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How much independence should an elementary school child have?

Jen Klein is a New England-based technical writer and mother of three. When she isn't asking her kids to stop bickering, "caramelizing" the dinner or actively ignoring the dust bunnies under the couch, she enjoys knitting, gardening, pho...

Baby steps to independence

The path to adulthood and independence starts the moment your child is born. Yes, it does. While you wouldn’t dream of give “independence” to an infant, how you are going to raise and shape this child is something you do think about. And even while you are thinking about ways to care for and keep that child close in the early years, the ultimate goal of your parenting is to raise that child to be able to go out into the world independently and responsibly. It’s an awesome task.

boy-walking-alone

The first steps to learning independence start in young childhood. In the toddler years, you're teaching simple tasks like using the toilet or dressing by oneself. By elementary school years, your child can begin to use some of his or her emerging independence in the outside world. It may be scary for you as a parent, but allowing these baby steps to your child is an important developmental step -- for both of you. It's not just building independence, it's building self-confidence.

Yes, he can

Yes, your elementary child can walk six houses down in your safe neighborhood to a friend's house without an adult escort. Yes, your elementary aged child can be out of your sight for a few moments at the playground. Yes, your child can walk over to the snack bar the Saturday afternoon soccer games for an ice cream. Yes, he can.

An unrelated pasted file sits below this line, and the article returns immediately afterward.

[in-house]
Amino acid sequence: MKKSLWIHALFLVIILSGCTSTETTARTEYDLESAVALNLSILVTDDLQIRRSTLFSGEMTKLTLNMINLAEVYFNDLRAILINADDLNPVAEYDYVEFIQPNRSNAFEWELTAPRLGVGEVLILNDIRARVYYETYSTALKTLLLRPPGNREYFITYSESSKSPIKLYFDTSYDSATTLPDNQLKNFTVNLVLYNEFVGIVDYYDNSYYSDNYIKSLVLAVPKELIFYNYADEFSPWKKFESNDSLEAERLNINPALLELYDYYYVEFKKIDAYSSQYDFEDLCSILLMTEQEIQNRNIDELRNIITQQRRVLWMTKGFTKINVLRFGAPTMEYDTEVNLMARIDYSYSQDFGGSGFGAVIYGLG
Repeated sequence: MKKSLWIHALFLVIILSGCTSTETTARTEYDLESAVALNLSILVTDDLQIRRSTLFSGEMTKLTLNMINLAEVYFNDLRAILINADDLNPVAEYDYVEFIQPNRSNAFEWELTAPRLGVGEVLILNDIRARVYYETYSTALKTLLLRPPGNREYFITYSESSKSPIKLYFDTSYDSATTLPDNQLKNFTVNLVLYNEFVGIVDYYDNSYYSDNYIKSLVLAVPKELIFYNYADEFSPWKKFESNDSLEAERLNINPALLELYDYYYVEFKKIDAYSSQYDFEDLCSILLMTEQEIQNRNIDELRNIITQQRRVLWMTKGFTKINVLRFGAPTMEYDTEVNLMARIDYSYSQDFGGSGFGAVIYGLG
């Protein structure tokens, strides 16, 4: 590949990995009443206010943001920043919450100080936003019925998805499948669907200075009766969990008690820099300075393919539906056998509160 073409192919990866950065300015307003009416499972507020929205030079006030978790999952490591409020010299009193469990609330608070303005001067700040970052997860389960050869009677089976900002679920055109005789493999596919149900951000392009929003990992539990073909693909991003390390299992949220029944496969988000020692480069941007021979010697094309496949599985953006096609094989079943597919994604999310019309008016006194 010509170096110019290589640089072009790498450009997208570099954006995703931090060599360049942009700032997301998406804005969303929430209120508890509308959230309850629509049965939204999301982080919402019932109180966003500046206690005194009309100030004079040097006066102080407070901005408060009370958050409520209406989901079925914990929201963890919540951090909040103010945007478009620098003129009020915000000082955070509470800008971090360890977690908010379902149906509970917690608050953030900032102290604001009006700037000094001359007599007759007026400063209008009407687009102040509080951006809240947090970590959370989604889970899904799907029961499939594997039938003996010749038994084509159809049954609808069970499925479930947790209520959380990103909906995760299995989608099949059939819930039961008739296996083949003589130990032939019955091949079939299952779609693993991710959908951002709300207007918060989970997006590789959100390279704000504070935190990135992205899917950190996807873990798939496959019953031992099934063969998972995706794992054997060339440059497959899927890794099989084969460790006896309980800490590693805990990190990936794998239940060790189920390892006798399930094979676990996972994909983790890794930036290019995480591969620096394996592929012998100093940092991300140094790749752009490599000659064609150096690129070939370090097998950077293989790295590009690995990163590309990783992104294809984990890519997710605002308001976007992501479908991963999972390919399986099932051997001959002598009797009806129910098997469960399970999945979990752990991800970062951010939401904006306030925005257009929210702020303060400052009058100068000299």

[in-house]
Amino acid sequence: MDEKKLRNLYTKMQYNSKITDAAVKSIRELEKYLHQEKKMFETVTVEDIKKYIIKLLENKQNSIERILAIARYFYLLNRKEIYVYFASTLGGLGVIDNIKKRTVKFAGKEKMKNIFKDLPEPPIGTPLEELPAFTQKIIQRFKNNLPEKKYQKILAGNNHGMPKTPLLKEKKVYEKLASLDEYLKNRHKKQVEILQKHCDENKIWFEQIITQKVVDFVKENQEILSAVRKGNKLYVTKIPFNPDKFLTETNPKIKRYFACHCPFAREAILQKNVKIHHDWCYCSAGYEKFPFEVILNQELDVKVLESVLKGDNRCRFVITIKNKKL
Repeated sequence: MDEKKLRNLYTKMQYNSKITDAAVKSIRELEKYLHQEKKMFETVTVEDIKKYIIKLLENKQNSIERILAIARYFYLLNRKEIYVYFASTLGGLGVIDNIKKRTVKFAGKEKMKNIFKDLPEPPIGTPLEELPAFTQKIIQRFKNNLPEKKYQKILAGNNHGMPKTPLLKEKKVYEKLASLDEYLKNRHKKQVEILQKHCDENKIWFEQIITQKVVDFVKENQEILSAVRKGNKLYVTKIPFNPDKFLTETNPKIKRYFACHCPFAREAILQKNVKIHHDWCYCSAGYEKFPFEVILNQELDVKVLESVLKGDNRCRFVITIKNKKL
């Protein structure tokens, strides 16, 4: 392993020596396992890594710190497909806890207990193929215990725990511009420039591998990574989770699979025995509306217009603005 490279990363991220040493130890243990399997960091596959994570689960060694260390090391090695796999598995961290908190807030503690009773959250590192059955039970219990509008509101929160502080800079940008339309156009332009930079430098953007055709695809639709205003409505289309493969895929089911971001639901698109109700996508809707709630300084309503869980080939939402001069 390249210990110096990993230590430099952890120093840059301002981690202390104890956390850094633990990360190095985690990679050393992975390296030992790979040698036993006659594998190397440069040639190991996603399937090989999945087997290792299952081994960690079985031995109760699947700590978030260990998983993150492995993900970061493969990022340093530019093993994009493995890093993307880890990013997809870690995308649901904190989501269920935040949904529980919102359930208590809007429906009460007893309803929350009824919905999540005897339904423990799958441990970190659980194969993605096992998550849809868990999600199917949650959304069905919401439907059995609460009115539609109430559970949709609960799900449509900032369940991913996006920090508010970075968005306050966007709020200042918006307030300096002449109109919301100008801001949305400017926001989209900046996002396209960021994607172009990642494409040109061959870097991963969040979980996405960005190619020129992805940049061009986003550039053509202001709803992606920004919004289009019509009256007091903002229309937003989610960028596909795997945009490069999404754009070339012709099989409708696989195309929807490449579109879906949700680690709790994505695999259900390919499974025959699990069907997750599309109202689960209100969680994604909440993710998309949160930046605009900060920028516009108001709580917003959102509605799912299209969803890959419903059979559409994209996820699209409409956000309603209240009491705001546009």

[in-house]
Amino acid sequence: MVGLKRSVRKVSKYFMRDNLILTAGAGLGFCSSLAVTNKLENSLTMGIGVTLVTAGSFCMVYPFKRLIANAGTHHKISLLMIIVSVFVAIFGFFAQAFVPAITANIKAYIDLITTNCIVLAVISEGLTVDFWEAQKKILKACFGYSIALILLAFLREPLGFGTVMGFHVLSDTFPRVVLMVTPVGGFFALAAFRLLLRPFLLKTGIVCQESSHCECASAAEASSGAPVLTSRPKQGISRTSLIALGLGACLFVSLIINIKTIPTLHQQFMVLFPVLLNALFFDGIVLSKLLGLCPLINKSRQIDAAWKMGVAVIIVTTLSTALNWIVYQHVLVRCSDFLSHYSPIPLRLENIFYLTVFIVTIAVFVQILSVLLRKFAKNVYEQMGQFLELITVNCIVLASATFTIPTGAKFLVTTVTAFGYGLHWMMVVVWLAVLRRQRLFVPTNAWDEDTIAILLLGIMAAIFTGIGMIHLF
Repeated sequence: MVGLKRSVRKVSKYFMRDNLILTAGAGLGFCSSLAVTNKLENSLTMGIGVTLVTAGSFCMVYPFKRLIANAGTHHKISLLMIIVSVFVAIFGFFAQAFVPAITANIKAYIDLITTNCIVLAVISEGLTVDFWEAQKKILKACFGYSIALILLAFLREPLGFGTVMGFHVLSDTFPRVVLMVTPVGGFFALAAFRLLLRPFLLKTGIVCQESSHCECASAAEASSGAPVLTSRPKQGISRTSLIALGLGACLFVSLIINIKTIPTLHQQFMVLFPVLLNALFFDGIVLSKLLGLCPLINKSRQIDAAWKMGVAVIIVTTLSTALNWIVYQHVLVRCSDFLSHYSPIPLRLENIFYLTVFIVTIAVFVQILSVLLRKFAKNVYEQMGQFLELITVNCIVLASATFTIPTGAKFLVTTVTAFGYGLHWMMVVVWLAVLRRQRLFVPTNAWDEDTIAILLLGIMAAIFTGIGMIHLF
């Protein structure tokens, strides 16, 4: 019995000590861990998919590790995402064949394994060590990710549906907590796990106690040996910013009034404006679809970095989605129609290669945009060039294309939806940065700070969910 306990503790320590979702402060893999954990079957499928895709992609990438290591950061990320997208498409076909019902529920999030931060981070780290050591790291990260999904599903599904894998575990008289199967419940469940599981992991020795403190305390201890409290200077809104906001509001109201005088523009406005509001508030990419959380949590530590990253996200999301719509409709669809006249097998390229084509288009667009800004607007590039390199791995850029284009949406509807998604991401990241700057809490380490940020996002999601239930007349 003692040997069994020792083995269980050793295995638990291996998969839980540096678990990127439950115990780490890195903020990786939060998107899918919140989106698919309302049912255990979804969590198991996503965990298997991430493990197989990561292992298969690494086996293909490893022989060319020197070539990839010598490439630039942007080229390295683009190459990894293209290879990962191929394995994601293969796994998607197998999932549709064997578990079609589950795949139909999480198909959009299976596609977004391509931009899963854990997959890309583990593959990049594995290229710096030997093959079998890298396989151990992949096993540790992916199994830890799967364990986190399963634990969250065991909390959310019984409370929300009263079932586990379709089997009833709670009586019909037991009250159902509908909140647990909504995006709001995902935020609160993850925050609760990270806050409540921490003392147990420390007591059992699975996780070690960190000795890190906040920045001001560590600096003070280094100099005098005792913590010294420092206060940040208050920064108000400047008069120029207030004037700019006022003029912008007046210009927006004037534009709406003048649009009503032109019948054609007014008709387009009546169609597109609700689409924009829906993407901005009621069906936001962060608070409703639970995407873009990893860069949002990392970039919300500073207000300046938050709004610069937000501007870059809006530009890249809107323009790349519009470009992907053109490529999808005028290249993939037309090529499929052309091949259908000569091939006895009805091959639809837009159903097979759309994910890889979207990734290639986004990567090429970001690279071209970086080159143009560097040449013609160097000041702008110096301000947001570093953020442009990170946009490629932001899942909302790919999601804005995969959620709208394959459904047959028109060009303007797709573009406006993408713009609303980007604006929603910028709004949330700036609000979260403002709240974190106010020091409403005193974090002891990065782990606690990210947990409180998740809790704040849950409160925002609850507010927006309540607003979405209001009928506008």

Practice

Like many life skills, it may take some practice, however. The first time your child wants to walk to a friend's house, walk halfway, and watch him walk the rest of the way. Ditto with playing at a new playground or walking to the snack bar. If we wants to ride his bike somewhere, ride with him the first time. You're already having regular talks with your kids about general safety (right?), and this practice time is a good time to reiterate those safety guidelines.

Promote the buddy system

Remember the adage, "There's safety in numbers." Especially in crowd situations, promote (or insist) on the buddy system. Your child and a friend (or friends) walking to the snack bar may feel more comfortable for both of you.

Spy now and then

If it helps you to feel more comfortable with allowing independent activity, every now and again spy on your child as they engage in these new adventures. The spying can be with your own eyes, or the eyes of other moms on the soccer field or in your neighborhood. It's a bit of reassurance for you -- and reminds you that you live in a community where folks watch out for each other.

Rewards over time

As you child demonstrates responsibility with increased opportunities for independence, you can reward that behavior -- with more independence. If your child at nine years old proves she can handle neighborhood travels safely and responsibly, perhaps at 10 years old, you can begin to allow some just our of neighborhood excursions.

Independence is a scary thing -- but it's a good thing, too. When you have confidence in your child's level of independence in the world, it boosts your confidence as a parent -- and can help you relax just a bit. It doesn't mean you completely let down your guard, but you can feel more secure in your parenting and in your child's abilities. It's bittersweet at times, yes, to see your child becoming independent, but it is also something about which your pride is well-deserved.

More on kids and independence

Nurturing independence at any age
Real Moms Guide: Kids and independence
How much independence should I give my child?


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